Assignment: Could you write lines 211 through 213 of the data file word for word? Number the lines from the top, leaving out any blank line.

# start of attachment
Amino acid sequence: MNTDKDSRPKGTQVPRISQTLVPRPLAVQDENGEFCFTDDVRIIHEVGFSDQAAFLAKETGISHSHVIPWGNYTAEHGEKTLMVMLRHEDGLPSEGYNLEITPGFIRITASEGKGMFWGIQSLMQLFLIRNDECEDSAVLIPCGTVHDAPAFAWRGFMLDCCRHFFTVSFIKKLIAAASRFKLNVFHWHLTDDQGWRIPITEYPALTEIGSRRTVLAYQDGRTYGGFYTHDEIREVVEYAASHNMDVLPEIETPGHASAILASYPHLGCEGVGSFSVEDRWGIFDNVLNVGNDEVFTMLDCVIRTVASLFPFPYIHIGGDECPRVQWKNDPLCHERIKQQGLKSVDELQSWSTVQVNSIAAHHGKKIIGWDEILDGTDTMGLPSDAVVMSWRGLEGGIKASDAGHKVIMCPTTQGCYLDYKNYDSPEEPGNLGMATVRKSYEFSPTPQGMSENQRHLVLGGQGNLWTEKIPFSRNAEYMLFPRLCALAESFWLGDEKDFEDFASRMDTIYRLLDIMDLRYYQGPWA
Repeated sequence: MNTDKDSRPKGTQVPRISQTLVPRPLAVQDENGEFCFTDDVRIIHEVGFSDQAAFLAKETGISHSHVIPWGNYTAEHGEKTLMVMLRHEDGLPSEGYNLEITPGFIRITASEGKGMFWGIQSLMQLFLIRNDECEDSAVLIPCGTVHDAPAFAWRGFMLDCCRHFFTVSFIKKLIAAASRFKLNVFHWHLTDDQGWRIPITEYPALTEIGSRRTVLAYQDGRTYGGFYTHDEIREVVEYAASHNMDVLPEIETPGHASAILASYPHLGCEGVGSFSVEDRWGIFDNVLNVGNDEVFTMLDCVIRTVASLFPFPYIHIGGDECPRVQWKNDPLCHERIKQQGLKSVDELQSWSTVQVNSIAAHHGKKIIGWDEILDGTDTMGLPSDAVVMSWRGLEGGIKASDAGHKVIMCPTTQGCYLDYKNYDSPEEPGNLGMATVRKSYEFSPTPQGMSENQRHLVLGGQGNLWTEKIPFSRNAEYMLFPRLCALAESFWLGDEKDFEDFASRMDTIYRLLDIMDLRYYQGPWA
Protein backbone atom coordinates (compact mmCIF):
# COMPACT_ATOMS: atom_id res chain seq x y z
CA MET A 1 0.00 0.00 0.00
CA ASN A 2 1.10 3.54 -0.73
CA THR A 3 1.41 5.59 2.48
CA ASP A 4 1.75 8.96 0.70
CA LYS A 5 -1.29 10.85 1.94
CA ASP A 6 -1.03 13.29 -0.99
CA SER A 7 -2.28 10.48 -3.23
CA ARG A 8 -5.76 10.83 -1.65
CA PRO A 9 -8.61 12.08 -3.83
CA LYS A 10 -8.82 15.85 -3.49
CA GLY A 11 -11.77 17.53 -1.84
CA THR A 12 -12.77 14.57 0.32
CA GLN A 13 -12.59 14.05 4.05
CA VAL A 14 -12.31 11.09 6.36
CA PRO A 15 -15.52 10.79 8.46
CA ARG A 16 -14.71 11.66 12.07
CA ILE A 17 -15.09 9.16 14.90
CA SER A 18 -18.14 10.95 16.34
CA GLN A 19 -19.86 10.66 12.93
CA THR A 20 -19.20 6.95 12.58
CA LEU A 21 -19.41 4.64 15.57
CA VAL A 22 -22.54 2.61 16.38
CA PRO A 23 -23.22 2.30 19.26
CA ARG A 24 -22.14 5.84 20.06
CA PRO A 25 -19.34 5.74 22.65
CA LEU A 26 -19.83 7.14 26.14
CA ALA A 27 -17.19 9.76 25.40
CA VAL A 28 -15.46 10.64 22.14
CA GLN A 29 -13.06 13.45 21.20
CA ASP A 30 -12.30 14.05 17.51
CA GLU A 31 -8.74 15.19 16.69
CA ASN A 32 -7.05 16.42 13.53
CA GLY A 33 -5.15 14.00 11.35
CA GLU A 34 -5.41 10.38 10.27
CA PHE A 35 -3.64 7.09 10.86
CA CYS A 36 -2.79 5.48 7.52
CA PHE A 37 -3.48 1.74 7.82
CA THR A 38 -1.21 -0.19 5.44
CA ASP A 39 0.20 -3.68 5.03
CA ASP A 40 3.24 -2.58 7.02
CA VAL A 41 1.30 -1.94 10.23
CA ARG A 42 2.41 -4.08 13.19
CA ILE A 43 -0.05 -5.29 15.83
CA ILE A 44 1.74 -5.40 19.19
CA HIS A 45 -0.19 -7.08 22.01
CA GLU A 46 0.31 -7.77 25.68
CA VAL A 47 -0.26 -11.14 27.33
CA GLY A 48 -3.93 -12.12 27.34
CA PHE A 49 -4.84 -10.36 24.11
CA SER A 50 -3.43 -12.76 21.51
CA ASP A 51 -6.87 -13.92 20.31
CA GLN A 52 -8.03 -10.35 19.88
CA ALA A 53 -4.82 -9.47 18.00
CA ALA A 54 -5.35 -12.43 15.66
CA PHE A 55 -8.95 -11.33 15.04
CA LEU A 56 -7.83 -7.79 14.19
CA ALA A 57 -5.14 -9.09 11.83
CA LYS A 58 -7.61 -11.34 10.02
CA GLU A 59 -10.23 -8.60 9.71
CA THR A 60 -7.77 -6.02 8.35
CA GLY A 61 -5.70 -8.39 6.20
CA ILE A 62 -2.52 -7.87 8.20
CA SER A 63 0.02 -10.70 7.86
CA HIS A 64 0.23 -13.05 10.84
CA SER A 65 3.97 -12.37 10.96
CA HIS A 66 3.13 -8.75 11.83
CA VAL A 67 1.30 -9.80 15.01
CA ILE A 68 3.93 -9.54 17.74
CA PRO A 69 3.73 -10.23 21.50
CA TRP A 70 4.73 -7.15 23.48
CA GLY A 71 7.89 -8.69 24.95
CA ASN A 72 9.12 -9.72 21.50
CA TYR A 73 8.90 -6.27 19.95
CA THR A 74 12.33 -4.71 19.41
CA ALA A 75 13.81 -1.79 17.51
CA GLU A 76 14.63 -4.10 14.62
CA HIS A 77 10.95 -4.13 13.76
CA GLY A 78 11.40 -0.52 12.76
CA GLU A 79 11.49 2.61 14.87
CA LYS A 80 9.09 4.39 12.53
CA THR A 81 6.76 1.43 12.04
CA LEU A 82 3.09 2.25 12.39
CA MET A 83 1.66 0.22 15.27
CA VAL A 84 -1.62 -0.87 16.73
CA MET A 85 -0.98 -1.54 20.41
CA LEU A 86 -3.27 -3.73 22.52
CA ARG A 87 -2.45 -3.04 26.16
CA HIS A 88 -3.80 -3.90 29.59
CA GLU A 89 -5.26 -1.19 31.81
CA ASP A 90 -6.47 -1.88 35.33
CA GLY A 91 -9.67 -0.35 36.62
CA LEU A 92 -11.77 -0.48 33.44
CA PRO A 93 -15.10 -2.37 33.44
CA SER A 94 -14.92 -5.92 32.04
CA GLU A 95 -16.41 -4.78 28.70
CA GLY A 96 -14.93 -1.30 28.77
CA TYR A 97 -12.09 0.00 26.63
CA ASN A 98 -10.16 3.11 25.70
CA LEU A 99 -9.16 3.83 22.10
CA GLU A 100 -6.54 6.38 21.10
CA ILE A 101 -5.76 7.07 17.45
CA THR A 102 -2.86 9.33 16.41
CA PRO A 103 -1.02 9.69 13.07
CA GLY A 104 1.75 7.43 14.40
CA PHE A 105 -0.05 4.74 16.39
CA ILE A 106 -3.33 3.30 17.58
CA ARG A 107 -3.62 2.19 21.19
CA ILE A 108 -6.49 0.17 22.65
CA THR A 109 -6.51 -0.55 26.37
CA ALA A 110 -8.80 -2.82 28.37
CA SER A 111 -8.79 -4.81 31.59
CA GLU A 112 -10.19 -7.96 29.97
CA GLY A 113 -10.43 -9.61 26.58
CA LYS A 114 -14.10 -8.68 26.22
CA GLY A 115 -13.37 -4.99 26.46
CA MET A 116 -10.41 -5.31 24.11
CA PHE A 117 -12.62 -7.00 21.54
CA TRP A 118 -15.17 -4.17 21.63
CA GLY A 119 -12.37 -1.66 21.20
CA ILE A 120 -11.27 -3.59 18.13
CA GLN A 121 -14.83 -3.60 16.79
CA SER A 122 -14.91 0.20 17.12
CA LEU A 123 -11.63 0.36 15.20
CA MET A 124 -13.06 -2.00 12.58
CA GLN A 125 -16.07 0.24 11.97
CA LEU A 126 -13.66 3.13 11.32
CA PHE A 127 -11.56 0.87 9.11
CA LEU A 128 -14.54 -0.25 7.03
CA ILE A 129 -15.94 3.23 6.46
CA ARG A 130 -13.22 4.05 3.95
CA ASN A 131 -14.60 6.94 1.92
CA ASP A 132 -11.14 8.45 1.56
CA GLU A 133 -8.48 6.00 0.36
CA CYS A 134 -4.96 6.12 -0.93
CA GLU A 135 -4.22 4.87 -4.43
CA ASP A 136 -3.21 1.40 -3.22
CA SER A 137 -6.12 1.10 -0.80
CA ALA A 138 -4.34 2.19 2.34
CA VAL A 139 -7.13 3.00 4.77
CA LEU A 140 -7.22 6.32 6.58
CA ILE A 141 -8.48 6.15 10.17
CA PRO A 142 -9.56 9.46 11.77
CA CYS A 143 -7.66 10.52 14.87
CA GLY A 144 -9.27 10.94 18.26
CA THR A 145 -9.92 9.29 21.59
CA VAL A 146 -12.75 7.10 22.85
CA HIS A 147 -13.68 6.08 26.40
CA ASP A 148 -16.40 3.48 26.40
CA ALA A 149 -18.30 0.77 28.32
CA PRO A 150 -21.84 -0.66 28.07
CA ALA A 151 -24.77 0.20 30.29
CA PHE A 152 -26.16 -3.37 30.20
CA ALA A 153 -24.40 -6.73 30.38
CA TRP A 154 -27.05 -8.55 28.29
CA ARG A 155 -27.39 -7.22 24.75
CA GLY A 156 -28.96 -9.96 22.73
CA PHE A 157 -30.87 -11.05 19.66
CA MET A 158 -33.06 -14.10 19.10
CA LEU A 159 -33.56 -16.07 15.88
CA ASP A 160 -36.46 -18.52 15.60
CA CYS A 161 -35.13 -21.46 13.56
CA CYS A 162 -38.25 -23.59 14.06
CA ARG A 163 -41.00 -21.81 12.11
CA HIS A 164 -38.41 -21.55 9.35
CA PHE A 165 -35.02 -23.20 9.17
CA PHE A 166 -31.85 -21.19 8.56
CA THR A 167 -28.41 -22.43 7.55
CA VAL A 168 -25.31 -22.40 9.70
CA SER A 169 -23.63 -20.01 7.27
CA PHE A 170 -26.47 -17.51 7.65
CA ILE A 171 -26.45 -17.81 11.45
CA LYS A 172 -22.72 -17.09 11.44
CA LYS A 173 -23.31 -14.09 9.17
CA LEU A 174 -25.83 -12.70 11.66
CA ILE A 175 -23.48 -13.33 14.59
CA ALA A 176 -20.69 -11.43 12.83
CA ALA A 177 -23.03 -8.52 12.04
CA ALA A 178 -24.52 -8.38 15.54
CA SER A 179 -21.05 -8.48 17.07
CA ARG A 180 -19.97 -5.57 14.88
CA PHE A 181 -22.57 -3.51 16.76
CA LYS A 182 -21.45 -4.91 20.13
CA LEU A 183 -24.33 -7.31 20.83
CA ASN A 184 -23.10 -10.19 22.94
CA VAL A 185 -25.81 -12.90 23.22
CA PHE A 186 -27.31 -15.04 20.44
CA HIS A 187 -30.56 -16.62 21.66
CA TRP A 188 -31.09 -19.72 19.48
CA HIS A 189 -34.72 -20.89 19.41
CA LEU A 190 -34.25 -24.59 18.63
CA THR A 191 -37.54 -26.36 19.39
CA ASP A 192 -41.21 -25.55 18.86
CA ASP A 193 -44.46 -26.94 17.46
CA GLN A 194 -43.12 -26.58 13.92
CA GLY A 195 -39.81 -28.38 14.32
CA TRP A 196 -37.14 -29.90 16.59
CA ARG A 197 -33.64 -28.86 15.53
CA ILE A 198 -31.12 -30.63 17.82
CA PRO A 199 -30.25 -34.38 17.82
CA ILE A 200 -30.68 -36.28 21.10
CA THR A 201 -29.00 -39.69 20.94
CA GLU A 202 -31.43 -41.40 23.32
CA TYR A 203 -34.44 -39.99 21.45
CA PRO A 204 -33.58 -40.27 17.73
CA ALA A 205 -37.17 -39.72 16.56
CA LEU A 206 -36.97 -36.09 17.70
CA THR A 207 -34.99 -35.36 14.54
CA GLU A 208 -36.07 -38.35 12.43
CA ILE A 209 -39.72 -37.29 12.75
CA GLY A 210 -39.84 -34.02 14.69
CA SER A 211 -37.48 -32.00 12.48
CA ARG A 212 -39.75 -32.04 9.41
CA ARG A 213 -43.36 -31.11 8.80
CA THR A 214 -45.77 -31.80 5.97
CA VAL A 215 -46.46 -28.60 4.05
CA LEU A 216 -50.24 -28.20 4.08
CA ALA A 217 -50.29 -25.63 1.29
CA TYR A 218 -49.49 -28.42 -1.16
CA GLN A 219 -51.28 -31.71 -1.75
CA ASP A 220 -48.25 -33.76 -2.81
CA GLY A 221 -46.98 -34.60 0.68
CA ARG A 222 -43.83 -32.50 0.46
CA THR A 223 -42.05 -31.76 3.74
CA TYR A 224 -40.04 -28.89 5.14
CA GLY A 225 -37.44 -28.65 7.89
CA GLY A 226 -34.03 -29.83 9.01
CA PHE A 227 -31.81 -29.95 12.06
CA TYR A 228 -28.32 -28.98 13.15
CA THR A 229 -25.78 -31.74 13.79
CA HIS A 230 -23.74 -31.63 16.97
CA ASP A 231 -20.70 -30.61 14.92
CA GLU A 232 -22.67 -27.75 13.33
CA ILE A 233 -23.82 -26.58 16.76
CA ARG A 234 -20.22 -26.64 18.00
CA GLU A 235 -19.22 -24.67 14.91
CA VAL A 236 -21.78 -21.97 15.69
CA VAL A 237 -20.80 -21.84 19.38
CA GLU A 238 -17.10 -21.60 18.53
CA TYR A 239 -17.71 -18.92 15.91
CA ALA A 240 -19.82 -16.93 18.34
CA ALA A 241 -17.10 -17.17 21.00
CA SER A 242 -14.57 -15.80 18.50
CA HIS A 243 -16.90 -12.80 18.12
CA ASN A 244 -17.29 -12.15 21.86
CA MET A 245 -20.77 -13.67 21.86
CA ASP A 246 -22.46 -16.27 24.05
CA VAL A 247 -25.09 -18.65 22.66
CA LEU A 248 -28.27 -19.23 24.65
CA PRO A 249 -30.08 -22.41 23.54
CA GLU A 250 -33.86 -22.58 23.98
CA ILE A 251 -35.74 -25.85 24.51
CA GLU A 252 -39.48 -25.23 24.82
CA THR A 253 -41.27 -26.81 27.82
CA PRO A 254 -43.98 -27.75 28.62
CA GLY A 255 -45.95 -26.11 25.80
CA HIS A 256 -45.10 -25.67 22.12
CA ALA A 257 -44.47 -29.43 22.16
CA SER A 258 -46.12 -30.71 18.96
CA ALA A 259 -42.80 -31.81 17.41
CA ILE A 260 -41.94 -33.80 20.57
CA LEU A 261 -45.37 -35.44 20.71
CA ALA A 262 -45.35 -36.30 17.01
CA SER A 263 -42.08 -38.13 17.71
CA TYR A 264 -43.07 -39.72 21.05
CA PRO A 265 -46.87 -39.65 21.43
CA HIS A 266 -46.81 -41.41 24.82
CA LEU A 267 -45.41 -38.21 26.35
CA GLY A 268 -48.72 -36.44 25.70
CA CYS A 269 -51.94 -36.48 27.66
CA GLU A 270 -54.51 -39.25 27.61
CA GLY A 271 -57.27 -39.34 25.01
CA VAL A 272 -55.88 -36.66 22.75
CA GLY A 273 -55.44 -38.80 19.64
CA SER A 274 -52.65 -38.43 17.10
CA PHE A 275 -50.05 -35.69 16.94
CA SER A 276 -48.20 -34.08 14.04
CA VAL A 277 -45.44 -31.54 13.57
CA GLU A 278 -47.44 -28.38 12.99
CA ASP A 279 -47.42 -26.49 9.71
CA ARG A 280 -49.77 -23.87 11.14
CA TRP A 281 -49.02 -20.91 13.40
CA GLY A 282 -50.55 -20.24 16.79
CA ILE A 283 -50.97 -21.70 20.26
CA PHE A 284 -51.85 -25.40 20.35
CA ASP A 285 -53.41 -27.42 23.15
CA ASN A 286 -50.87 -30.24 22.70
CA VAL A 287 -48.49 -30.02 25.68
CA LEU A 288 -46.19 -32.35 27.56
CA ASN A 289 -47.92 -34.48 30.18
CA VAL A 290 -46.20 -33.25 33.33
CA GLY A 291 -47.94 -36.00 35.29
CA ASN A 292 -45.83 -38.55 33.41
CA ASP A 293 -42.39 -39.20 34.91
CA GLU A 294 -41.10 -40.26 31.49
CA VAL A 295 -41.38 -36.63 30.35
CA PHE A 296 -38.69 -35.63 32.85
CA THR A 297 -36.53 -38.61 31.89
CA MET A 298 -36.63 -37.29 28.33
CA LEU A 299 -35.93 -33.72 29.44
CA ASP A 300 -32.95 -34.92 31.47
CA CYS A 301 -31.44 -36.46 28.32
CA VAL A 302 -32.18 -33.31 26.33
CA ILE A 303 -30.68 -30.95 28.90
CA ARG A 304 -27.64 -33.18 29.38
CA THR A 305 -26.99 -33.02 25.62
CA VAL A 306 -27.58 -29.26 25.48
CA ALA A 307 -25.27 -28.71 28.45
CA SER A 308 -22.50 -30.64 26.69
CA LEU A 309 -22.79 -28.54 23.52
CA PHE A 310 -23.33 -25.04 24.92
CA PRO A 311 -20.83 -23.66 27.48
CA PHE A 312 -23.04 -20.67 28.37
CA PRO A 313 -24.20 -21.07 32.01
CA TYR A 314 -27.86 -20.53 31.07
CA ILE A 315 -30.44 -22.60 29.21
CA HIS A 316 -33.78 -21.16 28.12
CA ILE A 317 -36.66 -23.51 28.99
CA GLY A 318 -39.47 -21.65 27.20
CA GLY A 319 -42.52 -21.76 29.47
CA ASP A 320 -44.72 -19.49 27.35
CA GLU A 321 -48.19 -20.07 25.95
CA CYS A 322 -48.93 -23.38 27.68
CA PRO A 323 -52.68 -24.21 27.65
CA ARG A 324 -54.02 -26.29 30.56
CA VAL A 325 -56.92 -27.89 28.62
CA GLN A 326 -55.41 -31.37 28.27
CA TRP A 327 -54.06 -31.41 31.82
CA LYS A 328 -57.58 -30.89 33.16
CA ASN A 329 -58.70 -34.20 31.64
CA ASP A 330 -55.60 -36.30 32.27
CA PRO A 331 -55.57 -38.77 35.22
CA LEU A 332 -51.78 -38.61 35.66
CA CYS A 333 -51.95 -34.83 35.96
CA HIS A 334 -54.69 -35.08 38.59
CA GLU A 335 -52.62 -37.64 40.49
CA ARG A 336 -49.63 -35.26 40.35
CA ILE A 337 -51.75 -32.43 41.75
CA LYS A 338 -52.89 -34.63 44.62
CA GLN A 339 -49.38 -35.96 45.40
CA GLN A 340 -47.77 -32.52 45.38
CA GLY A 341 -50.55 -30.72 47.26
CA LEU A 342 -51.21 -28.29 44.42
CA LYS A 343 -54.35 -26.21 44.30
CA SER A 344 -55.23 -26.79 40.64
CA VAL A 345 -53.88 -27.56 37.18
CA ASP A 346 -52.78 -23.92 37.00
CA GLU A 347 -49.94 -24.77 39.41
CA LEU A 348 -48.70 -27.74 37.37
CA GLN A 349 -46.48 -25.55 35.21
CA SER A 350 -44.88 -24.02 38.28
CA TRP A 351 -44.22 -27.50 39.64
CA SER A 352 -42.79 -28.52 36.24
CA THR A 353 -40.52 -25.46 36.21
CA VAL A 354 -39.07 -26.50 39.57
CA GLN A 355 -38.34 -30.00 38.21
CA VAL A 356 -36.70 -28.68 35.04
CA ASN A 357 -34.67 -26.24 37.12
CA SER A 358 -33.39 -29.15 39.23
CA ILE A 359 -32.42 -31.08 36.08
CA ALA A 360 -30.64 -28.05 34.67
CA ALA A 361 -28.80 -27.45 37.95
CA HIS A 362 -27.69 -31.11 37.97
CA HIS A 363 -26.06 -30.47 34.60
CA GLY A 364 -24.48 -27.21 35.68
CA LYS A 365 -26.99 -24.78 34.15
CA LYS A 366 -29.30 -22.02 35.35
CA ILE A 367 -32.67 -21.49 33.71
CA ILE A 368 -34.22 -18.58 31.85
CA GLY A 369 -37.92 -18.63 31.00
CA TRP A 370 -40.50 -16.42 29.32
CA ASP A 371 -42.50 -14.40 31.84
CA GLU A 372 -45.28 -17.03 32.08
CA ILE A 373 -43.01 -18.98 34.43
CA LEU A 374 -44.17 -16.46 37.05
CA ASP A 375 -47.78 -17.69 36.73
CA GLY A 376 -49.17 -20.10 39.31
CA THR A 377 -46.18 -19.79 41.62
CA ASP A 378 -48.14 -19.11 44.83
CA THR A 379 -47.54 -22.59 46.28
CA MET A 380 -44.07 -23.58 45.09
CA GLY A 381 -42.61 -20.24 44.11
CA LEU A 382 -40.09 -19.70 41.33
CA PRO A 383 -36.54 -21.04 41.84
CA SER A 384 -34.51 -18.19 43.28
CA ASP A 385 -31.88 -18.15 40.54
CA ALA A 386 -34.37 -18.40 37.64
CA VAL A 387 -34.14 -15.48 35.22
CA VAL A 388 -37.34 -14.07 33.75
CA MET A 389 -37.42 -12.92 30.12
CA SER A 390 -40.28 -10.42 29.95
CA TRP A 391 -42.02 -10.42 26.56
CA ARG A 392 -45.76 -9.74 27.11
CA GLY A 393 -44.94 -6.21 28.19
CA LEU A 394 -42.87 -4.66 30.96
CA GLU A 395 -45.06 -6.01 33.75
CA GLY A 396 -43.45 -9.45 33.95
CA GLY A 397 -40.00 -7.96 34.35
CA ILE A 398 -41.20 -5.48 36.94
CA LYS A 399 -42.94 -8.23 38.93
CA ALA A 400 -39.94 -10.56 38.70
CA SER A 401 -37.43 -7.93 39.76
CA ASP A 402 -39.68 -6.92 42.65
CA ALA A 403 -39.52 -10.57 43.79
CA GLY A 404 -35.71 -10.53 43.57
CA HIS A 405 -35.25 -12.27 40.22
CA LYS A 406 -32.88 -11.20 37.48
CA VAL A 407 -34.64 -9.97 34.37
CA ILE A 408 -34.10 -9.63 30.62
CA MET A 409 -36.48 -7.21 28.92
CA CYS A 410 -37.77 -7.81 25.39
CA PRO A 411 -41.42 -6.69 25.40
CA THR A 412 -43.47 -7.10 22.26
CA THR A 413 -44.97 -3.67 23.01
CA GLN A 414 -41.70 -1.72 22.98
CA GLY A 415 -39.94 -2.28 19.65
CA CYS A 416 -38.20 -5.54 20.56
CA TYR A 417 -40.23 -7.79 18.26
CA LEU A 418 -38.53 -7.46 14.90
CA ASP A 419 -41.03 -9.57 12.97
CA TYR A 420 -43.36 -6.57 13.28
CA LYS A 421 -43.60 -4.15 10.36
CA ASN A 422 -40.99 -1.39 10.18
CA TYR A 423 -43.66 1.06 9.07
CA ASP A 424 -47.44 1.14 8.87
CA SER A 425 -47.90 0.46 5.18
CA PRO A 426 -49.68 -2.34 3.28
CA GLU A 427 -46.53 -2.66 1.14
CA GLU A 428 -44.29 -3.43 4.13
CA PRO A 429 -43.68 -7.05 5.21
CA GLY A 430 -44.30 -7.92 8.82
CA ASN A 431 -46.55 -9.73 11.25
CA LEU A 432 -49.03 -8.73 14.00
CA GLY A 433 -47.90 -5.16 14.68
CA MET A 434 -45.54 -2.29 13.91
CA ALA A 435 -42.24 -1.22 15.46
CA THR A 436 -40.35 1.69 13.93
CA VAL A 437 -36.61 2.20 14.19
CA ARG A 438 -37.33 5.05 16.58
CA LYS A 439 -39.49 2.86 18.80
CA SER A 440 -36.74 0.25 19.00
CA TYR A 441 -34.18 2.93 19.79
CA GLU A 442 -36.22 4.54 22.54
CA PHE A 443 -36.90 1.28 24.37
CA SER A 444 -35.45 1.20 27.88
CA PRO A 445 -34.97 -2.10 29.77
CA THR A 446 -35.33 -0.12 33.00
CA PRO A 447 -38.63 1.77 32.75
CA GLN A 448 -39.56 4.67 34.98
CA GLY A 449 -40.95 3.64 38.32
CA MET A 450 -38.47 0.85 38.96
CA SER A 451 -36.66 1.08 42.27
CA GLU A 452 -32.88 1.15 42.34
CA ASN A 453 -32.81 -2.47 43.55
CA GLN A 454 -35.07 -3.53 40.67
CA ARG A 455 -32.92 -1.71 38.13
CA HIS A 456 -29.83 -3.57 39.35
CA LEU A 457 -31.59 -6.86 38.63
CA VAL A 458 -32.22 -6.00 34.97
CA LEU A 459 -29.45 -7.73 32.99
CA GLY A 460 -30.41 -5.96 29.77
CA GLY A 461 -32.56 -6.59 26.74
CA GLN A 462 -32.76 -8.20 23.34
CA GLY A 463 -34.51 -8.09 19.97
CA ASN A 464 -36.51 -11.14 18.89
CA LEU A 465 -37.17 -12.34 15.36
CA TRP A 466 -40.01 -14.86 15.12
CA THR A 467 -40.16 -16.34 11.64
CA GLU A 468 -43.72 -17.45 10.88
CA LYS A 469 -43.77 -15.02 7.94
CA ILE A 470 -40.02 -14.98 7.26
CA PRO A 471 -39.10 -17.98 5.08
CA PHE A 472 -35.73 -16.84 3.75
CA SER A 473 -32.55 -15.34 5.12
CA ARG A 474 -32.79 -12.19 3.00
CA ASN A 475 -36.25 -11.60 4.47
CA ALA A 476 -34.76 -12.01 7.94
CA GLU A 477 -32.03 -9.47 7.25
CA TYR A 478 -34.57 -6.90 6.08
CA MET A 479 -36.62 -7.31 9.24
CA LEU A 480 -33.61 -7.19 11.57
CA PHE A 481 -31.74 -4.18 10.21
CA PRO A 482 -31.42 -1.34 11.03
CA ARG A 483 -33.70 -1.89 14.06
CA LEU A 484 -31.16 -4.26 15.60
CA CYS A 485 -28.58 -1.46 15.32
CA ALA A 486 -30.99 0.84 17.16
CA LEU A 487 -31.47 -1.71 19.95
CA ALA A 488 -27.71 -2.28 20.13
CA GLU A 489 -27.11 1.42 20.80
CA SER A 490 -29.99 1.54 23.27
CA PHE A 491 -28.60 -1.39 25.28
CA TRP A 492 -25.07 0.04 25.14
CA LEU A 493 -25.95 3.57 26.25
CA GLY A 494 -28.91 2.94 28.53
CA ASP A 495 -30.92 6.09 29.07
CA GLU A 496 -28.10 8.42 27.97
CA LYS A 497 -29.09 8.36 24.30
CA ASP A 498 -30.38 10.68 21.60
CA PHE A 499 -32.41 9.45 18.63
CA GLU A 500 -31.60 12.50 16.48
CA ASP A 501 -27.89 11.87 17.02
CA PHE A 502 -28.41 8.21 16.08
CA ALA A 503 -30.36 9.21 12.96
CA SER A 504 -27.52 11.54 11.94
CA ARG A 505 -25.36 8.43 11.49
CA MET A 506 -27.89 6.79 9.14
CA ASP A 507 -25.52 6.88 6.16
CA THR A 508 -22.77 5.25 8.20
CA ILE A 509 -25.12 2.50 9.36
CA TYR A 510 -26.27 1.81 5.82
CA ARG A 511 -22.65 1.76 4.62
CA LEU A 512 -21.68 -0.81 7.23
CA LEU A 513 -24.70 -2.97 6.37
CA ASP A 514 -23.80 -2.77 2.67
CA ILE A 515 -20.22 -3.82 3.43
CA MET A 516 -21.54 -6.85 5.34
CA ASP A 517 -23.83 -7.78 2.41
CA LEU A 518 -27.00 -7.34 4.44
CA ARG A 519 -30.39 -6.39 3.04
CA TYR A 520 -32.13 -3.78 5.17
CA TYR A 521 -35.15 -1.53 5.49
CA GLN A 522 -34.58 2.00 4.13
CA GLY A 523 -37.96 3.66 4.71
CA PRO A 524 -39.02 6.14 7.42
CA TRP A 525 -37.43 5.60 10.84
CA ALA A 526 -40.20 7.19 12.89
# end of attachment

CA THR A 207 -34.99 -35.36 14.54
CA GLU A 208 -36.07 -38.35 12.43
CA ILE A 209 -39.72 -37.29 12.75